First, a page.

The Special is supposed to be a Master Builder. That is, a person who can build LEGO props and vehicles and devices out of any available LEGOs without the help of instructions (remember: Emmet can only follow instructions). How in the world is he supposed to lead a fellowship to defeat Lord Business and stop the Kragle???
What follows is a classic quest tale through all sorts of crazy LEGO universes, through various brands. There are cowboys and pirates and astronauts and DC Comics super heroes and wizards and unicorn-kitties and robots and even 'Star Wars' characters. Seriously, have you ever wondered what would happen if Batman got to hang out with Han Solo, Chewbacca, and Lando? Well, now you get to find out.
'The LEGO Movie' is impossibly creative on all levels. Produced mostly as CGI animation, with a wee bit of live action stop motion, the first thing you will notice is all the world details. The film uses real LEGO pieces for everything, even little things like water droplets, which not only sets up many jokes, but is also wonderfully engrossing. You'd swear this was an impeccable stop-motion production. It looks like photo-realistic toys have come to life in a way where you could create these environments in your home.
From a story standpoint, 'The LEGO Movie' is a film for all ages and all audiences. It balances multiple tones, deftly weaves a story that both embraces its synergistic origins while poking fun at it and all sorts of evil villain / The Chosen One quest movies. What's so impressive to me here is how every moment manages to be a joke / serve character arcs / move the plot along all at once. And what it all means in the end… Again, I'm bumping up against revealing plot points, but the way this movie concludes truly elevates the whole piece.
'The LEGO Movie' embraces the child in us all (and, you know, is good for actual children), giving audiences a sense of imagination and wonder and adventure that you probably haven't experienced since you were building and tearing down your own LEGOs (or whatever toy was popular in your day). I laughed. I was genuinely touched. And I still can't get that damn song out of my head ("Everything is awesome..."). I suppose that's the only problem with the movie. If you have children, they're going to sing this song (and the 'Frozen' soundtrack) for the next year straight. So good luck to you. Thanks to productions like this one and 'Cloudy' and '21 Jump Street', I shall from this point forward sprint to every Lord and Miller movie opening weekend, shouting "Take my money!"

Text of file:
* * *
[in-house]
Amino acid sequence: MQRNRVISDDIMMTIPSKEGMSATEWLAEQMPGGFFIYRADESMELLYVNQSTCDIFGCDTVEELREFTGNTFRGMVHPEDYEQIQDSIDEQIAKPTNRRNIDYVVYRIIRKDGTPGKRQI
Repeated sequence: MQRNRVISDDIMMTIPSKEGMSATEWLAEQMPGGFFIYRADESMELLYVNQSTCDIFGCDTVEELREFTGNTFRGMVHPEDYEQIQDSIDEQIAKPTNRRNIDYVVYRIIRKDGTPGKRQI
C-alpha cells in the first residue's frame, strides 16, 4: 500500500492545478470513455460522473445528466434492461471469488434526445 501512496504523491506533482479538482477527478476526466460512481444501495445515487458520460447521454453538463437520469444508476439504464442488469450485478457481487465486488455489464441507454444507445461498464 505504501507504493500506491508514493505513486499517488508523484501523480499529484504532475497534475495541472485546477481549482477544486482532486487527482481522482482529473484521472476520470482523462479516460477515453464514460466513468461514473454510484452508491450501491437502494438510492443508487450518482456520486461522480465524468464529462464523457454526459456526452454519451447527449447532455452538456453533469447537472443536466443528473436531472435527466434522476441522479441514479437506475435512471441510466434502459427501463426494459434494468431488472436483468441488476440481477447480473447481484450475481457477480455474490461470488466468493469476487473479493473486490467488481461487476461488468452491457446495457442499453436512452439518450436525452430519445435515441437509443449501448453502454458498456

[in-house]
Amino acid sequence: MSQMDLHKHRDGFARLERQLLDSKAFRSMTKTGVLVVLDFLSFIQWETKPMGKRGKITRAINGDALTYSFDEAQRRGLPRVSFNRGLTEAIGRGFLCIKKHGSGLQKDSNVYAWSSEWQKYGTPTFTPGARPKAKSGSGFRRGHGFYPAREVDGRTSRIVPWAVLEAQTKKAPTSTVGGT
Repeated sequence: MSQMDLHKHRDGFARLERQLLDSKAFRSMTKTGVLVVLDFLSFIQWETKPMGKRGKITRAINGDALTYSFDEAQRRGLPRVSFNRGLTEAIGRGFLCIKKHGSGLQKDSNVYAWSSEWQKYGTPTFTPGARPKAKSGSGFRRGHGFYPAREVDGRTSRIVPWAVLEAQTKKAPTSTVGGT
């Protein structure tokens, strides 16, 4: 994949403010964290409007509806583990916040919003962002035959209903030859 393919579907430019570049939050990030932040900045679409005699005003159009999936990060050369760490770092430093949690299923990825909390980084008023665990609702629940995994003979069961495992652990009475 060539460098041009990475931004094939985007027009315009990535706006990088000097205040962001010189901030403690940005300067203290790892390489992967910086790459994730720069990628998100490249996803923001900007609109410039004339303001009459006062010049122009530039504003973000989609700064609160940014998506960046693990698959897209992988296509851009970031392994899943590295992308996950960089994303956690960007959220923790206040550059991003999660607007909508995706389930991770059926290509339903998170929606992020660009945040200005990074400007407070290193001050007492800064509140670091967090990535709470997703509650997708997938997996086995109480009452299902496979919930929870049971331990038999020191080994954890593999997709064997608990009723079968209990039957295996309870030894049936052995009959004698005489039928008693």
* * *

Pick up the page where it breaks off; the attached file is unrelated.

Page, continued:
The Blu-ray: Vital Disc Stats
'The Lego Movie - 3D' debuts on Blu-ray as part of an Everything is Awesome Edition. It includes the Blu-ray 3D version of the movie, a regular Blu-ray with the film AND bonus features, a DVD, and instructions for redeeming an Ultra Violet HD digital copy. This edition also includes an "exclusive Vitruvius Leg Minifigure and a large "3D Emmet Photo" that looks like one of the fancy 'The Simpsons' DVD boxed sets. Please note, due to the small pieces, this movie and its included toys are recommended for ages six and up.
Also, while I don't see any Region locking information on the discs or packaging, the three-disc Blu-ray case says "not authorized for sale or rental outside the USA." The Blu-ray 3D does not include any trailers; the Blu-ray only offers advertisements for UltraViolet and Legoland Resorts.
Finally, there is also a 2D only Blu-ray + DVD + Digital HD UltraViolet edition for sale as well. It includes everything above, save for the toys and the Blu-ray 3D.
'The LEGO Movie - 3D' debuts on Blu-ray 3D with a reference quality AVC MPEG-4 stereo presentation (in a 2.40:1 aspect ratio) that is perfect demo material for any 3D display.